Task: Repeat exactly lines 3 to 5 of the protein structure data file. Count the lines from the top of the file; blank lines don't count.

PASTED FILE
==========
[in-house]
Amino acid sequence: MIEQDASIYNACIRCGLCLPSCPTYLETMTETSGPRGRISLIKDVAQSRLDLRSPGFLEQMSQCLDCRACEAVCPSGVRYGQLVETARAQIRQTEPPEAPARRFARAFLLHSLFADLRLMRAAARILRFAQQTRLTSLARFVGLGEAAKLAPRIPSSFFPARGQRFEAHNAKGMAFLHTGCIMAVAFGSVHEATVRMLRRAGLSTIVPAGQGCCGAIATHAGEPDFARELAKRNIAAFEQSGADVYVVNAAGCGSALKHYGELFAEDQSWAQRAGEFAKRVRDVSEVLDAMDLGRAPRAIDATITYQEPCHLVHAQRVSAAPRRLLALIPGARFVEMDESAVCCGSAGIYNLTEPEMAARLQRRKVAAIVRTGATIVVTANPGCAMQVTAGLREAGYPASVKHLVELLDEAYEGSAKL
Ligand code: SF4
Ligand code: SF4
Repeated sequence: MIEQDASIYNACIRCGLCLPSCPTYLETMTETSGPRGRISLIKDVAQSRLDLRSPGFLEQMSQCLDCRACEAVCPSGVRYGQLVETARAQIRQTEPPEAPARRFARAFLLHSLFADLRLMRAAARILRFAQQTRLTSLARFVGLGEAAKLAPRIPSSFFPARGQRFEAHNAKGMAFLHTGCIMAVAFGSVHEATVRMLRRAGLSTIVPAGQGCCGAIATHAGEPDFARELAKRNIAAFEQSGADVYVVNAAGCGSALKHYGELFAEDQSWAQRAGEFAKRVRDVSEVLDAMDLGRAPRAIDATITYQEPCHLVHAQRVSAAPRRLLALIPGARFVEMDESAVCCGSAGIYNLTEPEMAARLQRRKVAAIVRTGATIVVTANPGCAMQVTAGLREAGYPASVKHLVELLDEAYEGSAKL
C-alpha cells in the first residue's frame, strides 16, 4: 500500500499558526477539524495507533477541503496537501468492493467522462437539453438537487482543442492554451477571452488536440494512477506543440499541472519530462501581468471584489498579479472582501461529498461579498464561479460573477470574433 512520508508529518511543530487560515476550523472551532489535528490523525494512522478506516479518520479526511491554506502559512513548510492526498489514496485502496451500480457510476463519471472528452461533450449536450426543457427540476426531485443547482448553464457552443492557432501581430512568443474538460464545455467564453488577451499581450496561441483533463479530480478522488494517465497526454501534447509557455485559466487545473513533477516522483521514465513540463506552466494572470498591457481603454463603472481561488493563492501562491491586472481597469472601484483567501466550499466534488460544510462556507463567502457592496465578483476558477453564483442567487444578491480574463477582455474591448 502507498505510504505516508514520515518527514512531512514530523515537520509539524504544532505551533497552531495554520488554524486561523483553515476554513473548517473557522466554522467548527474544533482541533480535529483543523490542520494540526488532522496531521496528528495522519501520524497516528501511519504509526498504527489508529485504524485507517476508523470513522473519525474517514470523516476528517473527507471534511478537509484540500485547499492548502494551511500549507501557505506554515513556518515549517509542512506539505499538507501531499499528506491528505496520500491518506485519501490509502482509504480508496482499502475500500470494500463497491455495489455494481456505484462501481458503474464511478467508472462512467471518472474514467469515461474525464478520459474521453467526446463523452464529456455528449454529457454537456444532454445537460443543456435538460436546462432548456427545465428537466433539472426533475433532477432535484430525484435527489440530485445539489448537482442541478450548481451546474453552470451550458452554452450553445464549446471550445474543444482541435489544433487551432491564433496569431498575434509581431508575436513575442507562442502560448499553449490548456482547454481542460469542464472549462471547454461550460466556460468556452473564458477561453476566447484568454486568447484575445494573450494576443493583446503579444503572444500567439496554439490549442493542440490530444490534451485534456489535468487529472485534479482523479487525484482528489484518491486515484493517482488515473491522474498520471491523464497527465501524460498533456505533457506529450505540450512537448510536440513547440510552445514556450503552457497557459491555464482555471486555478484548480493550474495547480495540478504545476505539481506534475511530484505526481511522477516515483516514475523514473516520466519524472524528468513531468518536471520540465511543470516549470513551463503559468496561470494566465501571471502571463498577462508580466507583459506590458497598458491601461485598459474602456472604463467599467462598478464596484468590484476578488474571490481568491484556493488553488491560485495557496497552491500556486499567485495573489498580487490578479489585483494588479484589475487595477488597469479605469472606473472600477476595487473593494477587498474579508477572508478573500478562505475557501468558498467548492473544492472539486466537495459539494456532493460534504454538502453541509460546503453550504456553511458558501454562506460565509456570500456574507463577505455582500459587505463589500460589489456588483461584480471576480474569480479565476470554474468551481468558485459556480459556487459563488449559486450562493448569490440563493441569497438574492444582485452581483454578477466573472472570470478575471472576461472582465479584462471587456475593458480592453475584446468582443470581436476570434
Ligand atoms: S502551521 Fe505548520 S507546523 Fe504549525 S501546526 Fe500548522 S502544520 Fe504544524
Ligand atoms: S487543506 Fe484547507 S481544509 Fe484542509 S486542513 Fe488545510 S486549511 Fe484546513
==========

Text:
Ligand code: SF4
Ligand code: SF4
Repeated sequence: MIEQDASIYNACIRCGLCLPSCPTYLETMTETSGPRGRISLIKDVAQSRLDLRSPGFLEQMSQCLDCRACEAVCPSGVRYGQLVETARAQIRQTEPPEAPARRFARAFLLHSLFADLRLMRAAARILRFAQQTRLTSLARFVGLGEAAKLAPRIPSSFFPARGQRFEAHNAKGMAFLHTGCIMAVAFGSVHEATVRMLRRAGLSTIVPAGQGCCGAIATHAGEPDFARELAKRNIAAFEQSGADVYVVNAAGCGSALKHYGELFAEDQSWAQRAGEFAKRVRDVSEVLDAMDLGRAPRAIDATITYQEPCHLVHAQRVSAAPRRLLALIPGARFVEMDESAVCCGSAGIYNLTEPEMAARLQRRKVAAIVRTGATIVVTANPGCAMQVTAGLREAGYPASVKHLVELLDEAYEGSAKL